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CytoSorbents: An Overlooked Stock With Huge Upside And Upcoming Catalysts

|About: Cytosorbents Corp (CTSO)

Summary

CytoSorbents is a medical device maker with its flagship product CytoSorb already commercialized in the EU.

The product’s TAM could be as high as $30 billion after the company wins FDA approval.

The product’s continuing German sales provide early indication for long-term adoption of the device.

CytoSorbents has a robust pipeline based on its unique blood purification technology.

The company is planning to up-list the stock to a national exchange later this year.

New Jersey-based CytoSorbents Corporation (NASDAQ:CTSO) is a blood purification medical device company focused on controlling excessive, potentially deadly inflammation in the ICU. The company's flagship product CytoSorb, which is developed based on the company's patented biocompatible polymer beads technology, can be used for a diverse range of inflammatory conditions, including critical illnesses, cancer and cancer cachexia among many others. The unique technology has the ability to extract harmful substances directly from the blood stream. I believe that CTSO's current price doesn't adequately capture the market potential of CytoSorb.

CTSO, which is currently trading at $0.24 with a market cap of ~$72 million, has huge upside potential. However, it's a micro-cap stock, and investors should note that there are risks inherent in micro-cap investing.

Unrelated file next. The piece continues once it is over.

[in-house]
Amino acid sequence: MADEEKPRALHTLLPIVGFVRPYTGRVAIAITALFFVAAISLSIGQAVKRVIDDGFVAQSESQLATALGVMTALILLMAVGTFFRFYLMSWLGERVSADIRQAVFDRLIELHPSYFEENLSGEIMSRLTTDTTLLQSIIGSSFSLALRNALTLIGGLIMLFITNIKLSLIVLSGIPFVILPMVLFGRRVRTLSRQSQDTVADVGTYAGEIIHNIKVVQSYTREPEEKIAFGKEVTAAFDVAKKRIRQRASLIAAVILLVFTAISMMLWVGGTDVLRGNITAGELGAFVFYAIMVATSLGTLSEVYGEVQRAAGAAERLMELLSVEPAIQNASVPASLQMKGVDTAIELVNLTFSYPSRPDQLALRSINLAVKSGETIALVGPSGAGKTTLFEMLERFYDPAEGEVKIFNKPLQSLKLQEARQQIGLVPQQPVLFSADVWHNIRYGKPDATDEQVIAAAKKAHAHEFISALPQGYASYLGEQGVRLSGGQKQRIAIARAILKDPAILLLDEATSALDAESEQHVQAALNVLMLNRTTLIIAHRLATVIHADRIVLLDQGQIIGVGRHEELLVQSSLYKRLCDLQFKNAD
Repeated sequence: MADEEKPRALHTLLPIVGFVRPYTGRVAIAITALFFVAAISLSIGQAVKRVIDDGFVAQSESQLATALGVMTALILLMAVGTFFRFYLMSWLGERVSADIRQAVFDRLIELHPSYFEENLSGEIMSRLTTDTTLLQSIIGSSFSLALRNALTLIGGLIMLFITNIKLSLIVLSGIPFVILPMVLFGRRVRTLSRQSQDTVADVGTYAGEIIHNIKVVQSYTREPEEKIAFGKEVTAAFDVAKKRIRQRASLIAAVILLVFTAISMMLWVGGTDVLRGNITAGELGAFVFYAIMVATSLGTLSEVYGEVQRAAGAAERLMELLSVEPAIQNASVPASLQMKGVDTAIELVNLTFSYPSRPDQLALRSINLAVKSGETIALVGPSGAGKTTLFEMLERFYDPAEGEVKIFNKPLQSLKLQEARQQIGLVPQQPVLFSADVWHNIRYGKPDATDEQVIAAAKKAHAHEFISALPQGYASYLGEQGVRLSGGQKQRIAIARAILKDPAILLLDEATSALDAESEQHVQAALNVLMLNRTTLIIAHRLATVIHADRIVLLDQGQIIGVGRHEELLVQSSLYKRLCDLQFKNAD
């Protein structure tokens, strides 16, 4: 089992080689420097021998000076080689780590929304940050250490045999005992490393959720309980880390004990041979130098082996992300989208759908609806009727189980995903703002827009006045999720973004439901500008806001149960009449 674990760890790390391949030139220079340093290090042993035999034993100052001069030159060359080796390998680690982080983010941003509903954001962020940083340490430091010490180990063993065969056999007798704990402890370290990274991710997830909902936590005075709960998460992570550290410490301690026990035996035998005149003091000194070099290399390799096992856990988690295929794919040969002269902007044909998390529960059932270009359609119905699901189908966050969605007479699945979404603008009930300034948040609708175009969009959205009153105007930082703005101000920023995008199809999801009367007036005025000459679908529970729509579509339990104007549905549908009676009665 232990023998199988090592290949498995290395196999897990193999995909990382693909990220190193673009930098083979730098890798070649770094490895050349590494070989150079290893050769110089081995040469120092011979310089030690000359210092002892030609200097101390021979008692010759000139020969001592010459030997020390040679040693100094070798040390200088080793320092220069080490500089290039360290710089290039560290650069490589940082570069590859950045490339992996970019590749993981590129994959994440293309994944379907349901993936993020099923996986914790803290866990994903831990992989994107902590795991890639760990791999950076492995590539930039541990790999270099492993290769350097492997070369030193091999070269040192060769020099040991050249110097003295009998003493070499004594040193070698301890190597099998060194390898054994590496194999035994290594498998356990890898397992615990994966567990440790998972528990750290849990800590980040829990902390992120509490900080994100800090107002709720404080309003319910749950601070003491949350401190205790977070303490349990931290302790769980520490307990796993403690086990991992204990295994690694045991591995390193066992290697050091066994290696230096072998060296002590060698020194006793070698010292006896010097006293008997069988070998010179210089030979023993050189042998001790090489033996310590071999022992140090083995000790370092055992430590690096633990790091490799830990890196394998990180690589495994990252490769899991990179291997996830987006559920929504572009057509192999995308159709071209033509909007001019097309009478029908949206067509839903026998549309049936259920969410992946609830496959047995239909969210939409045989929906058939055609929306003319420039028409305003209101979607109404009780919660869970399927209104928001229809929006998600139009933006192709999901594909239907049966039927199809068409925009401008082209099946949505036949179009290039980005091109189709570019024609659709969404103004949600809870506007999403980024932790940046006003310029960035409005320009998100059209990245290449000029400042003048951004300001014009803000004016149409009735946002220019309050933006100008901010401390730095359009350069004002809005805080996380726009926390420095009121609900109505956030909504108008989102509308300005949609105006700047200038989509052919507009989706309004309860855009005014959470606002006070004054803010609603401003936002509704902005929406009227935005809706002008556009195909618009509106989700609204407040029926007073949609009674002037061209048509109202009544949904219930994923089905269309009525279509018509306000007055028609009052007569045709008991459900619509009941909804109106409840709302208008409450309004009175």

Future Potential of CytoSorb

CytoSorb is commercialized in the EU and received CE Mark approval in March of 2011, which helped the company sell the device into critical-care facilities across the EU as well as the majority of other international regions that accept European medical device approval, excluding the U.S. and Japan. Cytosorbents's unique technology facilitates physicians and healthcare professionals to extract toxic substances directly from the blood stream through a consumable plug-and-play blood purification cartridge.

CytoSorb is used in clinical situations where cytokines, kind of proteins secreted by immune cells, are elevated. This can not only lead to deadly inflammation, but also multiple organ failure, immune dysfunction, and often death in common illnesses such as sepsis, trauma, burn injury, pancreatitis, and acute respiratory distress syndrome. Cytokines act as chemical messengers to coordinate appropriate immune responses. CytoSorb is the only device approved in the EU specifically as a cytokine filter.